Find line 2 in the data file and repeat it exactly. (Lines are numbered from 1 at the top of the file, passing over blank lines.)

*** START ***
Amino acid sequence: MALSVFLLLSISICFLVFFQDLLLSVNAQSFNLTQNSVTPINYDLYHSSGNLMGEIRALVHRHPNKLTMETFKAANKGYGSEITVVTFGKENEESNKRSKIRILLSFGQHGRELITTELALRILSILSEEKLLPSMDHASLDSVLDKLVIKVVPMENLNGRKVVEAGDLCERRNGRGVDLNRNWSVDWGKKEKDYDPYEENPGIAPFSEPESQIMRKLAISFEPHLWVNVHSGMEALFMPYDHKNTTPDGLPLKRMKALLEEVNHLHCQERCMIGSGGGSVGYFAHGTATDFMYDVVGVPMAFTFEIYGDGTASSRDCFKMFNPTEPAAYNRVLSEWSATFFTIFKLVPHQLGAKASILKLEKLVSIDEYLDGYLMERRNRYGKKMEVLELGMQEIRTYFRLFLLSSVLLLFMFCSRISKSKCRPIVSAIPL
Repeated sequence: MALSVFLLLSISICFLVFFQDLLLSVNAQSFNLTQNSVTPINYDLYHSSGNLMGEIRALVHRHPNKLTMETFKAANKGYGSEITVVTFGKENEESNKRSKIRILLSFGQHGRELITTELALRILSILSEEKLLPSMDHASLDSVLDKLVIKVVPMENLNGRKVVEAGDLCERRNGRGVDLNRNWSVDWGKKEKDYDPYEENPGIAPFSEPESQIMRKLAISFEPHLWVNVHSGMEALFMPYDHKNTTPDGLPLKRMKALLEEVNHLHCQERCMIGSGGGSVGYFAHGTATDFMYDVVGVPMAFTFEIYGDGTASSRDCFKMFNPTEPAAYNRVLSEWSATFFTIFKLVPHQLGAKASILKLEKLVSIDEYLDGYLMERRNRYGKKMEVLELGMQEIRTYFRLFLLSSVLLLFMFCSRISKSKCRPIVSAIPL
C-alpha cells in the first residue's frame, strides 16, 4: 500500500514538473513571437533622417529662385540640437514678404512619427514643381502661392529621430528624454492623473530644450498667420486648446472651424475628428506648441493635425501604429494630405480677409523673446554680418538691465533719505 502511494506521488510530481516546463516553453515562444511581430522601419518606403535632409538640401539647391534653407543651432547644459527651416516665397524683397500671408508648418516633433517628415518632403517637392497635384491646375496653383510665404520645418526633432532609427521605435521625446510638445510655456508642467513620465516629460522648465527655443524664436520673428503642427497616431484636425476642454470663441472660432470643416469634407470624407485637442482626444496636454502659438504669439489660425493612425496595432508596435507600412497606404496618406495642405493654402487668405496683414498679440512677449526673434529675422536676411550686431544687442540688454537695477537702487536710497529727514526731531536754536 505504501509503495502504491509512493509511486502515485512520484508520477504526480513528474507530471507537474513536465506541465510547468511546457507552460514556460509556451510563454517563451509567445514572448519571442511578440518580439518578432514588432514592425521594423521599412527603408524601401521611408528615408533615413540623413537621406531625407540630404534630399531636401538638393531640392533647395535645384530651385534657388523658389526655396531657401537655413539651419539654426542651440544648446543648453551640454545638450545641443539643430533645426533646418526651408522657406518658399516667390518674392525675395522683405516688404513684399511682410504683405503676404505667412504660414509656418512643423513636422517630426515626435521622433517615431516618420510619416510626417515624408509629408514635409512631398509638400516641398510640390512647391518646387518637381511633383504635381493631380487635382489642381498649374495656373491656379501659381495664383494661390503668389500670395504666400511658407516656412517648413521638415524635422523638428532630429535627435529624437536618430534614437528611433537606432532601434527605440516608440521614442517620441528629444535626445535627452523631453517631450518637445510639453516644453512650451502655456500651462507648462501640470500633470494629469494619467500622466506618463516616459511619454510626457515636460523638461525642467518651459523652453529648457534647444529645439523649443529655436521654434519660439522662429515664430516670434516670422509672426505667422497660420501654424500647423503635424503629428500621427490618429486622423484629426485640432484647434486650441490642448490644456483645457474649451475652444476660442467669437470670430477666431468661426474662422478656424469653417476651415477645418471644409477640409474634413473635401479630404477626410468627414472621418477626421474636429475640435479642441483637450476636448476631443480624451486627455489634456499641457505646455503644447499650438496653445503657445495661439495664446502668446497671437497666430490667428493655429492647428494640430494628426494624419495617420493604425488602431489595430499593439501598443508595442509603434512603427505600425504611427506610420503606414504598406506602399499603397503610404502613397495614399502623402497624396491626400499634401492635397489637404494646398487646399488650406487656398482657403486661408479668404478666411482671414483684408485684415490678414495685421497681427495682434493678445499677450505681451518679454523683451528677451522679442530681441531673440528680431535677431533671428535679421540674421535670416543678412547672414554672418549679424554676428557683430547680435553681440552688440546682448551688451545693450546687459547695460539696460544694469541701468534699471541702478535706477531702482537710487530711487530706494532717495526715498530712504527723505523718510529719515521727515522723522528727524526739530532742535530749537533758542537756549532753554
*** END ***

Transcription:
Repeated sequence: MALSVFLLLSISICFLVFFQDLLLSVNAQSFNLTQNSVTPINYDLYHSSGNLMGEIRALVHRHPNKLTMETFKAANKGYGSEITVVTFGKENEESNKRSKIRILLSFGQHGRELITTELALRILSILSEEKLLPSMDHASLDSVLDKLVIKVVPMENLNGRKVVEAGDLCERRNGRGVDLNRNWSVDWGKKEKDYDPYEENPGIAPFSEPESQIMRKLAISFEPHLWVNVHSGMEALFMPYDHKNTTPDGLPLKRMKALLEEVNHLHCQERCMIGSGGGSVGYFAHGTATDFMYDVVGVPMAFTFEIYGDGTASSRDCFKMFNPTEPAAYNRVLSEWSATFFTIFKLVPHQLGAKASILKLEKLVSIDEYLDGYLMERRNRYGKKMEVLELGMQEIRTYFRLFLLSSVLLLFMFCSRISKSKCRPIVSAIPL